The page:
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VOL. 37 | NO. 34 | Friday, August 23, 2013

Hot, trendy threads keep Vols in style

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Last week, the University of Tennessee succumbed to college football’s dark side.

Actually, I should say its gray side.

The Volunteers last week joined an ever-growing number of college football programs following the trend of bucking tradition in favor of a flashy alternate jersey. The new alternate uniforms, which the Vols will don once at a to-be-determined game at Neyland Stadium this fall, were dubbed “smokey gray.”

Of course, this decision was done in the name of recruiting and in the name of selling a few extra jerseys in the process.

We have the Nike’s Phil Knight and the University of Oregon’s retina-burning kaleidoscope of uniforms to thank for this latest craze in college football.

Others have followed suit with lesser success (think about the horrendous duds the University of Maryland wore a while back) but it looks as if the trend is here for the long haul.

The big question is why a school with a powerful traditional brand like Tennessee would go down this road simply to be hip with the times. In the past, the Vols have used black in their color scheme occasionally, but for the most part, UT has left well enough alone regarding anything Big Orange. After all, the Vols and Vol fans like to think of themselves as one of the titans in college football’s hierarchy, the past five years or so notwithstanding.

In other words, Tennessee has the tradition, fan support and recognizable logos and colors that align it more closely with the Alabamas, Texases and Penn States of the college football world than with the upstarts like Oregon and Boise State, who have latched onto the notion that louder is better.

Regarding new uniforms and adjusting the color schemes, Bobby Burton of 247Sports notes that “This is the new arms race in college football.”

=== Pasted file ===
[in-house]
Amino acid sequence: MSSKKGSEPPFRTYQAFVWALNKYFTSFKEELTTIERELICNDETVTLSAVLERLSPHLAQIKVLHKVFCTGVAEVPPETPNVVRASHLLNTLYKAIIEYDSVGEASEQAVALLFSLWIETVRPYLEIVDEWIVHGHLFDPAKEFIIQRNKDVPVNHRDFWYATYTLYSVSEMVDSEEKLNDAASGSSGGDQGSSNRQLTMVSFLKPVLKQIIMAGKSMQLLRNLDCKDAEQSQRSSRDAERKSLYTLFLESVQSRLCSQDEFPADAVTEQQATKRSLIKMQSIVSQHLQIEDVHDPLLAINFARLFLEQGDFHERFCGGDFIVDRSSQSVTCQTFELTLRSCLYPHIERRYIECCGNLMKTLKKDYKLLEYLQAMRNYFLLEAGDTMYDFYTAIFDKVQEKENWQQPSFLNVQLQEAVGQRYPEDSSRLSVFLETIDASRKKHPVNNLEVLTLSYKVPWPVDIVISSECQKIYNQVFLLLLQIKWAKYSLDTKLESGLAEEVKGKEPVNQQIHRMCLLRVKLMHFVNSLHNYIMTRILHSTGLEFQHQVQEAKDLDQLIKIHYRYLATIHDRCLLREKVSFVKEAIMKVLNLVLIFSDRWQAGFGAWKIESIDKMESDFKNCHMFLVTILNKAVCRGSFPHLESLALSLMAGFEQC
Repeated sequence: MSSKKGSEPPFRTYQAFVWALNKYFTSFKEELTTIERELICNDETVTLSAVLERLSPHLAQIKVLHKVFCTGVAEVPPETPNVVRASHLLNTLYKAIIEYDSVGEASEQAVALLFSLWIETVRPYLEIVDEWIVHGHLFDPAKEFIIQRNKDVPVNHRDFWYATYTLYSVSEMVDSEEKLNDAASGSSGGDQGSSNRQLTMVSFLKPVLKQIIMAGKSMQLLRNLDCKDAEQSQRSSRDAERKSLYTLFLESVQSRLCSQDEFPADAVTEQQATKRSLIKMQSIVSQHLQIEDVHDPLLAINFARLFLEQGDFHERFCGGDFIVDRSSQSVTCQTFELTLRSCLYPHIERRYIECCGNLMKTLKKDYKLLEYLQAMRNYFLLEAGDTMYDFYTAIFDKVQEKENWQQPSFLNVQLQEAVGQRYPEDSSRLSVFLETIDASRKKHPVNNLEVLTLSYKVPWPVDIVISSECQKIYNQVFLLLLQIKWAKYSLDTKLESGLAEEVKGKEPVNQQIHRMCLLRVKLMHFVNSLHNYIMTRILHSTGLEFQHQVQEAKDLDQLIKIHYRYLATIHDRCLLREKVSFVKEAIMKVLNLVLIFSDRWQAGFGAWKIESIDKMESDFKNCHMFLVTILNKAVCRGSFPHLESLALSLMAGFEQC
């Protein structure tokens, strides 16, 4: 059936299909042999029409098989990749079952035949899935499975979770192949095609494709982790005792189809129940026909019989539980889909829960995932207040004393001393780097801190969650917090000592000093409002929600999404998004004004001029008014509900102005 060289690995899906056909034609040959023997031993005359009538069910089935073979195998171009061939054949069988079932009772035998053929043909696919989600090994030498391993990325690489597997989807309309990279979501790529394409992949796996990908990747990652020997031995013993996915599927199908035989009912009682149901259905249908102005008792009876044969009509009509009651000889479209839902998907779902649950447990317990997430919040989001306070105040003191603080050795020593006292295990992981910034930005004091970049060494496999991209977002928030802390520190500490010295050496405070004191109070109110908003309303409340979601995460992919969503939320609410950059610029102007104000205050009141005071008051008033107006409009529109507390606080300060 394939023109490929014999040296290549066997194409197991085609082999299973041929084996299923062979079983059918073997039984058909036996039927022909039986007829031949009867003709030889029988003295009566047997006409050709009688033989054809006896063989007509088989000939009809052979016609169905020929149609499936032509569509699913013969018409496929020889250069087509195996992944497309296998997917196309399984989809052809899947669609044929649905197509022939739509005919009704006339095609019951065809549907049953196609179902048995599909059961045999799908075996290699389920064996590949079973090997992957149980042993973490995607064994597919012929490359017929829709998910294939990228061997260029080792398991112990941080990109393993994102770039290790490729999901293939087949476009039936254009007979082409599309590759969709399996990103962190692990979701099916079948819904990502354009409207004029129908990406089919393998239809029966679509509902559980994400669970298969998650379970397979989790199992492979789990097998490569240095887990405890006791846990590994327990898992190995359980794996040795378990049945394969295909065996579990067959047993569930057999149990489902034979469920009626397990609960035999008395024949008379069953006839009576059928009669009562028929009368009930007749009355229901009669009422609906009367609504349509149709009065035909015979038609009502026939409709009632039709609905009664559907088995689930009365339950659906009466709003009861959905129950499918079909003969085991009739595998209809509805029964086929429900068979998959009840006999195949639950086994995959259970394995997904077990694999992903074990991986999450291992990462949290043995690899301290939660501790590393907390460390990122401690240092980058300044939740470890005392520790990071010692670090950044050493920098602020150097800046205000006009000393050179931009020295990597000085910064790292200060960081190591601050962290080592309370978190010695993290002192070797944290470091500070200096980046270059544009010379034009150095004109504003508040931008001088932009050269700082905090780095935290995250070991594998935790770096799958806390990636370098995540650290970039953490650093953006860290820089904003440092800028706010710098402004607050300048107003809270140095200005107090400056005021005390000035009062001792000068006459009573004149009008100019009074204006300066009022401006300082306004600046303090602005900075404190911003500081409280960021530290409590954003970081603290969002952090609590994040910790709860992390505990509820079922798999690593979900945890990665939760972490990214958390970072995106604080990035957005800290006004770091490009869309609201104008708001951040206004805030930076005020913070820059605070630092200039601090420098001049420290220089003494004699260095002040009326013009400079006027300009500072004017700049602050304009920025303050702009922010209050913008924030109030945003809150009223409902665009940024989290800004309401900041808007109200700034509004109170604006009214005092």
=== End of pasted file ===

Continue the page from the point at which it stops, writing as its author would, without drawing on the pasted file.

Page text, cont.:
Burton points out that since Oregon was able to brand itself with the loud and lavish look, while at the same time becoming a top five program, that there is no doubt that others were bound to jump on board that bandwagon.

What the Vols apparently hope to accomplish – besides fans rushing to the gift shops to clad themselves in smokey gray – is really to get any edge they can in the dog-eat-dog world of recruiting.

While I think the best recruiting tool available is still winning conference and national championships, - Alabama isn’t about to unveil its alternate lime green jersey anytime soon - Tennessee hasn’t exactly been overflowing in that regard of late. Going through four coaches in less than a decade will do that.

That 1998 national championship is nice, but it doesn’t play well in the living room of a high school junior who was two years old when it took place and doesn’t know the difference between Tee Martin and UT-Martin.

To Kevin Ryan, who is part of GoVolsExtra, the alternate jersey is a positive, because it does appeal to recruits, and it is another way to reach out to impressionable prospects to try and lure them to Knoxville, as Butch Jones and the administration try to rebuild in the unforgiving environment of the SEC where a couple of down seasons can quickly lead to a program becoming downtrodden.

“My take is that it is as much about recruiting as anything. They have a lot of momentum on that front right now, and have done an amazing job with a top-five class even though the results on the field haven’t been good in recent years,” Ryan said. “You take something like this, and it creates a buzz not just with this class, but with the recruits for 2015 as well.

“I think they’re starting to consider and kind of listen to the players and what they want, while sticking to their tradition at the same time. It’s kind of a win-win in my book.”

And while the traditionalists may balk at the alteration, if in the end, it in some small way helps Tennessee recapture its tradition of winning football, I have a feeling that the newfangled uniform will be a gray area Vol fans can live with.

Terry McCormick covers the Titans for TitanInsider.com and is a blogger for National Football Post.

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